I was reflecting with someone the other day about the horror of recent scandals within the church and the ongoing challenge for the many of us who are concerned about how such scandals have been made possible and may reflect other deeper cultural challenges.
My friend expressed concern that we may be seeing the growth of a new culture and industry around the problem of abuse in the church. I think they might be onto something. I wonder if what we really need is new organisations and external inquiries? I wonder if what we really need is the multiplication of conferences, training days and books all of which seem to come with a significant price tag?
Let me go back to the point about inquiries. Each of the recent high profile UK cases seems to have followed a pattern. Stories have begun to circulate, often on social media and often moving into the secular press too about historic bullying and abuse. People have shared their stories, multiple witnesses have been heard. Others have offered commentary on the nature of such problems and what the Bible has to say about abuse and how it should be dealt with. Then eventually an external organisation is asked to deliver a review. The review tends not to be a judicial hearing and often by that stage, the people in question have moved on of their own accord.
Now, if we are honest, have any of those reviews delivered new information that wasn’t already in the public domain? Have any of those review with their long lists of recommendations told us anything that had not already been suggested? The primary difference seems to be that the review body carries some kind of additional authority. But I am left asking whether or not we should have needed the review in the first place.
Please hear me correctly here. I’m not saying that the reviews weren’t needed. It seems that the only way to get change in some places has been the pressure of stories leaking out into the wider public domain and then a recognised external body coming in.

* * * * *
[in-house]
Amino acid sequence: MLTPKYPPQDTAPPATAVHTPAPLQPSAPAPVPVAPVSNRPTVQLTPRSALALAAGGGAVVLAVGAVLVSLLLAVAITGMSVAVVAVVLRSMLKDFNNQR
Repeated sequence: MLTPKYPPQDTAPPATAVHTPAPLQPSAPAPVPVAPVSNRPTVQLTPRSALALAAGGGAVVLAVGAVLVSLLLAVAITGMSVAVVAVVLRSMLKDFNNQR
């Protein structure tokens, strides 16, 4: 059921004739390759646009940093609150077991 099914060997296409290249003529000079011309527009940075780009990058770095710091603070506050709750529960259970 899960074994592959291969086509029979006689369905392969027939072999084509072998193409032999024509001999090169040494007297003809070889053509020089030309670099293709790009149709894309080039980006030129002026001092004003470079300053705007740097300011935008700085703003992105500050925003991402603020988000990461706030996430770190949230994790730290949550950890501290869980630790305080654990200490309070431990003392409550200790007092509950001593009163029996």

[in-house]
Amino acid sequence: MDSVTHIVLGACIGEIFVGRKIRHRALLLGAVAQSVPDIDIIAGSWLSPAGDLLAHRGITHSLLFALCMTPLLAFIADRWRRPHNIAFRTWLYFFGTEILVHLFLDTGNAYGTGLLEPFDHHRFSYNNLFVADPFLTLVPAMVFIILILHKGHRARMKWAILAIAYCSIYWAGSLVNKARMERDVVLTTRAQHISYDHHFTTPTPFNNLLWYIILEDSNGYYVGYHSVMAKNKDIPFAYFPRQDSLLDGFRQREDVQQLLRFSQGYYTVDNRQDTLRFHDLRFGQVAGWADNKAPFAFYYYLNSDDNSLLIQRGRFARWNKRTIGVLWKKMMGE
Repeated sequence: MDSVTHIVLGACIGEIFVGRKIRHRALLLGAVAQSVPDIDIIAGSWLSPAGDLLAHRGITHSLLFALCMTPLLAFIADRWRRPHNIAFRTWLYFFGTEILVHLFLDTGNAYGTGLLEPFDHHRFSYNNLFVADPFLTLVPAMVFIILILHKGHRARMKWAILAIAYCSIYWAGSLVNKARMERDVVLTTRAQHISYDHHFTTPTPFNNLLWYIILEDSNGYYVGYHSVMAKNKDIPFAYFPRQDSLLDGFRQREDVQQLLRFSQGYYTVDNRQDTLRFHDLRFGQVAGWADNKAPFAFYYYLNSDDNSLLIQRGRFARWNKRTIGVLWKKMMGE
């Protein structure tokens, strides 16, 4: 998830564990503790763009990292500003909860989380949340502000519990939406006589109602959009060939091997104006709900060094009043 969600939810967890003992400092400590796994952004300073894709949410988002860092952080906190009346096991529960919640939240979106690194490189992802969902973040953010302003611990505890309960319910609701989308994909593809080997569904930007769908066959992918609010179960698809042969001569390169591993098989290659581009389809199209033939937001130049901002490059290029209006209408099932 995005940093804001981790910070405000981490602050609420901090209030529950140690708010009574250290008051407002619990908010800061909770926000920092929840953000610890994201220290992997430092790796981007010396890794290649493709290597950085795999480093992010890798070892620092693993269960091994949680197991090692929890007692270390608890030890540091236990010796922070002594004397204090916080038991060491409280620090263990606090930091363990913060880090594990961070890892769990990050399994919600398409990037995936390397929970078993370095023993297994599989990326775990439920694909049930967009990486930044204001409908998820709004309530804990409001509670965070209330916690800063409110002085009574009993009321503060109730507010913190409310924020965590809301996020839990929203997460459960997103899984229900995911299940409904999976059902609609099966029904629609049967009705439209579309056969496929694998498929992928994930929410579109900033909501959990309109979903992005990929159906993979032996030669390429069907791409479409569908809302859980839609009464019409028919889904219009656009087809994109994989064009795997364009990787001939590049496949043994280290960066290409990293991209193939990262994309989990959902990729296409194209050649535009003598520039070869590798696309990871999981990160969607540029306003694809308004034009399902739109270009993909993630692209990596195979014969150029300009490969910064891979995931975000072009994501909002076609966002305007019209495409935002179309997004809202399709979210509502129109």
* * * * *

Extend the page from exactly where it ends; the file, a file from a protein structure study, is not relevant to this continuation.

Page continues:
My questions are
- Should we have needed those reviews in the first place?
- Will those reviews actually deliver the change that is needed?
It might help to answer the second question first. You see, if a lot of what has been shared by such reviews is taken on board, as intended, by the wider church not just the original institution, then we may well see some good here. You see, in general, they point to things intended to prevent abuse and abuse cultures. However, the risk with relying on external bodies is that we sit back and think “It’s okay. Responsibility lies with the external body, not with us.” We can also assume that if an external review hasn’t happened, or if the review came back with minimal recommendations then everything was okay.
So, coming back to the first question, I don’t think we should have needed those reviews. Sadly we did. However, we shouldn’t because we should have had cultures as well as policies in our churches that reflected the Bible and the Gospel. Those cultures should have shaped.
- How we organise and interrelate. This would include: plurality of leaders within the church. A sense of whole body ministry and accountability, voluntary and trusting interdependence with other churches.
- An appropriate Biblical respect for the Law and relevant authorities. This means that churches should not be places where criminality is encouraged or hidden. This is why one of my frustrations has been the tendency of some to play down the importance of legal safeguarding measures.
- How we identify and train leaders. Part of the problem has I think been a tendency to identify leaders based on worldly views of gifting and success. We need to identify leaders based on what the Bible says about godly character and train them in a way that cultivates that character.
You can have all the reviews, reports and conferences you like but if we don’t address these things then we won’t really deal with the root issues. What is more, the issues we need to deal with are not just about structures and polity, not even about culture but about heart issues.